American scientists 'hack' into Indian voting machines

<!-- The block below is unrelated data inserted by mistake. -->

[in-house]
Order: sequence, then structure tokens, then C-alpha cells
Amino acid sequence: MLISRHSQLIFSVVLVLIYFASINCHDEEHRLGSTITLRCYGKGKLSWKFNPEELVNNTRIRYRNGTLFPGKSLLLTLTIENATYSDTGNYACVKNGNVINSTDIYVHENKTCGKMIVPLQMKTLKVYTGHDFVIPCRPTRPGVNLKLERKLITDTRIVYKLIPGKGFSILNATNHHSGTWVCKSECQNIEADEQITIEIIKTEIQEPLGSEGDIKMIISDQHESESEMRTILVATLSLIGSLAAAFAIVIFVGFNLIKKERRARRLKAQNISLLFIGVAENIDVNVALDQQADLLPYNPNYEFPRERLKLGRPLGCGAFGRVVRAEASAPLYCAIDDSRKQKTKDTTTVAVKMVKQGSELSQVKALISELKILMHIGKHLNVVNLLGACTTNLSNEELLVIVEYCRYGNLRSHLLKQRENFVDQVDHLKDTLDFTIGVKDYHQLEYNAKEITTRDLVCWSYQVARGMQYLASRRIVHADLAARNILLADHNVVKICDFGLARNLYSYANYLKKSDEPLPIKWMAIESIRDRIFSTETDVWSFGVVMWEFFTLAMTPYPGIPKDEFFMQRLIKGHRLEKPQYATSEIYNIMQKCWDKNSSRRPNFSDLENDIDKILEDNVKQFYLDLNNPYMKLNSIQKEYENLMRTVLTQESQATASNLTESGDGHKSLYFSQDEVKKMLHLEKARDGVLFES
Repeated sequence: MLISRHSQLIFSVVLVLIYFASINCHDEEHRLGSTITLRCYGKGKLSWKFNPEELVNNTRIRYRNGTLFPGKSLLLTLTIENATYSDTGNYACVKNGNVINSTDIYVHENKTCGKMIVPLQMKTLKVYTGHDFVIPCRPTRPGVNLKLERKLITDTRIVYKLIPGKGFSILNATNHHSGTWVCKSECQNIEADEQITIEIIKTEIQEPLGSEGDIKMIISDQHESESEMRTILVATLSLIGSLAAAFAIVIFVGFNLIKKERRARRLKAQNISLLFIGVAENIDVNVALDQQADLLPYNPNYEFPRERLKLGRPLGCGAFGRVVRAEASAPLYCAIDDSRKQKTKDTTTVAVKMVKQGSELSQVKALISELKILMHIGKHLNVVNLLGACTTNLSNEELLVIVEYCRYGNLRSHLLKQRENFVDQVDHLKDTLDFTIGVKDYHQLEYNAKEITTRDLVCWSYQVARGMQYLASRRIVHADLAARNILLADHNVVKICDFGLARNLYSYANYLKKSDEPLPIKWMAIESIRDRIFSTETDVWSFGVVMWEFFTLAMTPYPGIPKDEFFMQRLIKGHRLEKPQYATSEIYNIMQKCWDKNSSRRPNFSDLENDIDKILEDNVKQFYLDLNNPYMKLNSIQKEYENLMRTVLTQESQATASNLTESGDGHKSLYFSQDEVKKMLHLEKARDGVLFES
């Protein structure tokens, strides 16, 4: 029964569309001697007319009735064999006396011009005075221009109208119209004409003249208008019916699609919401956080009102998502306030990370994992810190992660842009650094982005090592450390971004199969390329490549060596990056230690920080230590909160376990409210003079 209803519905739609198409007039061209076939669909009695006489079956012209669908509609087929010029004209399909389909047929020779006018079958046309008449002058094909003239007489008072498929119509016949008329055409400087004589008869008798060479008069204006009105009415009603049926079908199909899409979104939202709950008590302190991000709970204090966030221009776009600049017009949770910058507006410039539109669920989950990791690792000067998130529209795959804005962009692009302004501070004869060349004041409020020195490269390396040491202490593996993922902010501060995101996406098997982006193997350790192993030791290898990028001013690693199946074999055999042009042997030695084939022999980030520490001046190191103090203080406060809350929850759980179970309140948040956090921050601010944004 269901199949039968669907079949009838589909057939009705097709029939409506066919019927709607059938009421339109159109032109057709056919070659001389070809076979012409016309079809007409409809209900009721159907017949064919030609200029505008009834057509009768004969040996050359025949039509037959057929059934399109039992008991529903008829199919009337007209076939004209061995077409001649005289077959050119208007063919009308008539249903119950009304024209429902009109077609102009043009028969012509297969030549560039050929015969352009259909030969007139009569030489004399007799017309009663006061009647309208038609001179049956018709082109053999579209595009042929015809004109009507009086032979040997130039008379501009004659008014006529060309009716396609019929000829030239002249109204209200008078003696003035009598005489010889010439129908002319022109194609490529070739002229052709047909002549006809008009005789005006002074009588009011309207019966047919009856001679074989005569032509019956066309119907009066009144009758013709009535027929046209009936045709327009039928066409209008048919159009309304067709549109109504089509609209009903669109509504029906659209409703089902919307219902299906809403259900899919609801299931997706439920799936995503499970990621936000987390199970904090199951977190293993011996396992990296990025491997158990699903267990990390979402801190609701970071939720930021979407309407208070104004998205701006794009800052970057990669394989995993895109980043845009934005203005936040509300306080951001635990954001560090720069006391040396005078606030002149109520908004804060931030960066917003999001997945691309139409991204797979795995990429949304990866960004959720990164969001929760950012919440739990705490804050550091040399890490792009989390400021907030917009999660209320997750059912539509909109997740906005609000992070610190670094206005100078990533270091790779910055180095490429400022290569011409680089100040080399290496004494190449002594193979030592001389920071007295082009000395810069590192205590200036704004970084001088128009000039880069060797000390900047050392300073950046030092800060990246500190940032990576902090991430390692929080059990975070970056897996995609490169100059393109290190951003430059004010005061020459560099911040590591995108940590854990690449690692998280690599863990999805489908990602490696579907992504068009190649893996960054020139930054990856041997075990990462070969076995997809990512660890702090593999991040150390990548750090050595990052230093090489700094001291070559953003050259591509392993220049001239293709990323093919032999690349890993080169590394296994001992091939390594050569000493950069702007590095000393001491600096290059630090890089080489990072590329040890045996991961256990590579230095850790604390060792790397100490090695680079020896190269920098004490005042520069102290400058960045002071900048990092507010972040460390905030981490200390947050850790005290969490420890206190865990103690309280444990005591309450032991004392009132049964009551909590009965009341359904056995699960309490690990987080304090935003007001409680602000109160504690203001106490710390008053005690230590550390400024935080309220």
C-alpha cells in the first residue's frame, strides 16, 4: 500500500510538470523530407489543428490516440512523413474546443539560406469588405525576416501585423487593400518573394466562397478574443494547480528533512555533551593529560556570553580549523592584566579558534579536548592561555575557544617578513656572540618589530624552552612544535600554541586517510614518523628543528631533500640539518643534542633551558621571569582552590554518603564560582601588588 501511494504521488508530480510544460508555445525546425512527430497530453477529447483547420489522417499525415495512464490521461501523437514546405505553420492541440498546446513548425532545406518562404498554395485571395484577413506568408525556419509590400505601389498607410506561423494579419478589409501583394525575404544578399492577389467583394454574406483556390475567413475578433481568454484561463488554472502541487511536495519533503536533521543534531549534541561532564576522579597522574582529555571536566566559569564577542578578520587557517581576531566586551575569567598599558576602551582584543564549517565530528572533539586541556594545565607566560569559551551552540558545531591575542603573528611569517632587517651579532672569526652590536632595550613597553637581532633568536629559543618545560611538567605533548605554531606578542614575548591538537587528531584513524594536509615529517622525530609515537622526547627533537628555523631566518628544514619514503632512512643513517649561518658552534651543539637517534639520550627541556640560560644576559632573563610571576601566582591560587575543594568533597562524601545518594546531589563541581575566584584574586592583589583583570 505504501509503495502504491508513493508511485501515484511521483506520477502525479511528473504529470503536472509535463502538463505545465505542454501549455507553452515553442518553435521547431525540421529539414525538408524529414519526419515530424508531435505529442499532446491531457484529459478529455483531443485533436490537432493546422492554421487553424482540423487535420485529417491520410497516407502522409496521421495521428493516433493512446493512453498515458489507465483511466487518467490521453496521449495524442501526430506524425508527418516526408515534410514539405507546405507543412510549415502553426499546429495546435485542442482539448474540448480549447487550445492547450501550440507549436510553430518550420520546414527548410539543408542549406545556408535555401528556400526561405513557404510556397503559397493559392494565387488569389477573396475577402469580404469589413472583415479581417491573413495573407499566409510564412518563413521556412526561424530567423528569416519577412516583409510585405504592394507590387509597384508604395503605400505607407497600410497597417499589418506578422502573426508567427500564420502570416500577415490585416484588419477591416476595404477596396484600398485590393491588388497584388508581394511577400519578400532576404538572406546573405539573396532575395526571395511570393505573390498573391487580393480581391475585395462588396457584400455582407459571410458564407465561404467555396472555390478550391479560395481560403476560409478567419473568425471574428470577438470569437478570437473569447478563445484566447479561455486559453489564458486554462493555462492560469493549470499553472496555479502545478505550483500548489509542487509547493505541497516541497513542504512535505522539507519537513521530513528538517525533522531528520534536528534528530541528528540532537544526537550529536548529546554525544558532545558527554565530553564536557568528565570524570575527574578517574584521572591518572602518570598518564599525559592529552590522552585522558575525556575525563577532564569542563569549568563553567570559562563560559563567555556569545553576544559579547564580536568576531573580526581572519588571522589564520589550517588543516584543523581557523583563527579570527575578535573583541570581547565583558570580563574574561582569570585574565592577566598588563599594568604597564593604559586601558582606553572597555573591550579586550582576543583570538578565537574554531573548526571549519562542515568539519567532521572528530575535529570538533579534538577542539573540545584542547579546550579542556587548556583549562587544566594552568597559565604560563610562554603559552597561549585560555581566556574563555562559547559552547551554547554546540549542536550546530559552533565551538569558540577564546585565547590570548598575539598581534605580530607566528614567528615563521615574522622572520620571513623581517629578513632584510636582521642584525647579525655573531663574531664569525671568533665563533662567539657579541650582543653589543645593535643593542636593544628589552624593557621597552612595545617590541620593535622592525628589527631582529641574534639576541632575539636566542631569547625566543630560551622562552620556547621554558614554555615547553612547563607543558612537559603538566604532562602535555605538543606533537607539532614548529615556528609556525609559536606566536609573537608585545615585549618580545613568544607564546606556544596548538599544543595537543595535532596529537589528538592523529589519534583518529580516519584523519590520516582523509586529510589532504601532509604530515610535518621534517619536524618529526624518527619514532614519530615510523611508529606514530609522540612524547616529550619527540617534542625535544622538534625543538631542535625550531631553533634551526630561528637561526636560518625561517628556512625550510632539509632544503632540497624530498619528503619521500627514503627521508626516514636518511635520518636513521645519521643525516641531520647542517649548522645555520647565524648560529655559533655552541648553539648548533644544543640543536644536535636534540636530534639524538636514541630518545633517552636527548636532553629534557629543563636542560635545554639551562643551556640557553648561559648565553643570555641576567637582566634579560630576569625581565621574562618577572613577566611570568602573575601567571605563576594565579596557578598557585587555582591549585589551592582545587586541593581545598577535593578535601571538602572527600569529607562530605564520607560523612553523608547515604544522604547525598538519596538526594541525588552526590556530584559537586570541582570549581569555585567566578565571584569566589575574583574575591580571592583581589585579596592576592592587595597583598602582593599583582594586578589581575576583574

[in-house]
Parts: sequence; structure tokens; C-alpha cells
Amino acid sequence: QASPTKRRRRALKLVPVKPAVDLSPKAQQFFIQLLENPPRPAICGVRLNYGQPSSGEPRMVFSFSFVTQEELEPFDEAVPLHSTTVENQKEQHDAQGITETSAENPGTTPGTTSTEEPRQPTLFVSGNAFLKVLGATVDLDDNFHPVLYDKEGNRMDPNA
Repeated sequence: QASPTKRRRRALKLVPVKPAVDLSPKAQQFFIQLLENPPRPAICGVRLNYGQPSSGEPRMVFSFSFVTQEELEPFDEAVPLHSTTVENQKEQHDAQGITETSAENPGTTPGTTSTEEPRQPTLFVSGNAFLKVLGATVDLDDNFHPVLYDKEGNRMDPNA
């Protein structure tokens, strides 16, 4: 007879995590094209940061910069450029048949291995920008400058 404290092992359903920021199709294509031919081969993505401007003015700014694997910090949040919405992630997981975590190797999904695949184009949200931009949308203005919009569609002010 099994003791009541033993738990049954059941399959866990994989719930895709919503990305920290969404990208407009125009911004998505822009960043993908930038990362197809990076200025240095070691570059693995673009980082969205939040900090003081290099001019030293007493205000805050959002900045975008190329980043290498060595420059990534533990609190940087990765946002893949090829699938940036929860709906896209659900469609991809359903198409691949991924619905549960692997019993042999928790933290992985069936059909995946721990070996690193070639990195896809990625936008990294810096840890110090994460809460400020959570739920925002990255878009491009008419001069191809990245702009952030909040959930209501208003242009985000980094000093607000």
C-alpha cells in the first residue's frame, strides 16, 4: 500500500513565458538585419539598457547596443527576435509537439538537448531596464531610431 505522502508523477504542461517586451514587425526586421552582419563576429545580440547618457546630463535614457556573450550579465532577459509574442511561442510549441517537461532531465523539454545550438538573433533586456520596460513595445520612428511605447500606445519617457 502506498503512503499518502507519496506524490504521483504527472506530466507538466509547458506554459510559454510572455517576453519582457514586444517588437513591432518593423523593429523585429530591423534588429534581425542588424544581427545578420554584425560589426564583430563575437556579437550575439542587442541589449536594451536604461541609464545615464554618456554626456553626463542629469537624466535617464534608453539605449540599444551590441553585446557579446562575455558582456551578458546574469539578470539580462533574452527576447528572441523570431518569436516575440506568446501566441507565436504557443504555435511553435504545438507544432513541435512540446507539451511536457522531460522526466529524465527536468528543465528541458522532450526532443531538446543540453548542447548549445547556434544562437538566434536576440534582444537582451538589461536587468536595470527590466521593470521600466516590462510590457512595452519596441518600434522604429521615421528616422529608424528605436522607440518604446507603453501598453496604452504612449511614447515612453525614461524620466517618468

India's voting machines - considered to be among the world's most tamperproof - can be hacked, American scientists claim. Researchers at the University of Michigan connected a home-made device to a voting machine and successfully changed results by sending text messages from a mobile. "We made an imitation display board that looks almost exactly like the real display in the machines. But underneath some of the components of the board, we hide a microprocessor and a Bluetooth radio," the BBC quoted Prof J Alex Halderman, who led the project, as saying. He added: "Our lookalike display board intercepts the vote totals that the machine is trying to display and replaces them with dishonest totals - basically whatever the bad guy wants to show up at the end of the election." Moreover, they added a small microprocessor, which they say can change the votes stored in the machine between the election and the vote-counting session. However, India's Deputy Election Commissioner, Alok Shukla, said getting hold of machines to tamper with would be very difficult. He said: "It is not just the machine, but the overall administrative safeguards which we use that make it absolutely impossible for anybody to open the machine. "Before the elections take place, the machine is set in the presence of the candidates and their representatives. These people are allowed to put their seal on the machine, and nobody can open the machine without breaking the seals."

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